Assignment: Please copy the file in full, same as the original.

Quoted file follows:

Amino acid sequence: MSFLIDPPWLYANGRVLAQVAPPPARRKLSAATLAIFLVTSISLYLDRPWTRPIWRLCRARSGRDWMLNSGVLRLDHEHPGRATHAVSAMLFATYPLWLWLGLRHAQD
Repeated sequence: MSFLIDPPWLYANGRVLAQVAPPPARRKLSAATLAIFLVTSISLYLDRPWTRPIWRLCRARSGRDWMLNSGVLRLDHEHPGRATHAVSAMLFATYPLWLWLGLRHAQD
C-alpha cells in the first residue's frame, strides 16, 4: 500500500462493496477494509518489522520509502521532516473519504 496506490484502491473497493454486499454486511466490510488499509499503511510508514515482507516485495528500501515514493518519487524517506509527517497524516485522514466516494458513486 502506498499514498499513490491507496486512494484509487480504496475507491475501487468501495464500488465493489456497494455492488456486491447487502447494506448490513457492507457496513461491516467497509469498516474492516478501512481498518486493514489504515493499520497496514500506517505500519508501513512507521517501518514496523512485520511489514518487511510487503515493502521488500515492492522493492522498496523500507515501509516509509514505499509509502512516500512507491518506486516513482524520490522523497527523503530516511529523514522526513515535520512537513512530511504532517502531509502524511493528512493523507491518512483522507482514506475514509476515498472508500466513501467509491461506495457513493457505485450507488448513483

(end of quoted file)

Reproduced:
Amino acid sequence: MSFLIDPPWLYANGRVLAQVAPPPARRKLSAATLAIFLVTSISLYLDRPWTRPIWRLCRARSGRDWMLNSGVLRLDHEHPGRATHAVSAMLFATYPLWLWLGLRHAQD
Repeated sequence: MSFLIDPPWLYANGRVLAQVAPPPARRKLSAATLAIFLVTSISLYLDRPWTRPIWRLCRARSGRDWMLNSGVLRLDHEHPGRATHAVSAMLFATYPLWLWLGLRHAQD
C-alpha cells in the first residue's frame, strides 16, 4: 500500500462493496477494509518489522520509502521532516473519504 496506490484502491473497493454486499454486511466490510488499509499503511510508514515482507516485495528500501515514493518519487524517506509527517497524516485522514466516494458513486 502506498499514498499513490491507496486512494484509487480504496475507491475501487468501495464500488465493489456497494455492488456486491447487502447494506448490513457492507457496513461491516467497509469498516474492516478501512481498518486493514489504515493499520497496514500506517505500519508501513512507521517501518514496523512485520511489514518487511510487503515493502521488500515492492522493492522498496523500507515501509516509509514505499509509502512516500512507491518506486516513482524520490522523497527523503530516511529523514522526513515535520512537513512530511504532517502531509502524511493528512493523507491518512483522507482514506475514509476515498472508500466513501467509491461506495457513493457505485450507488448513483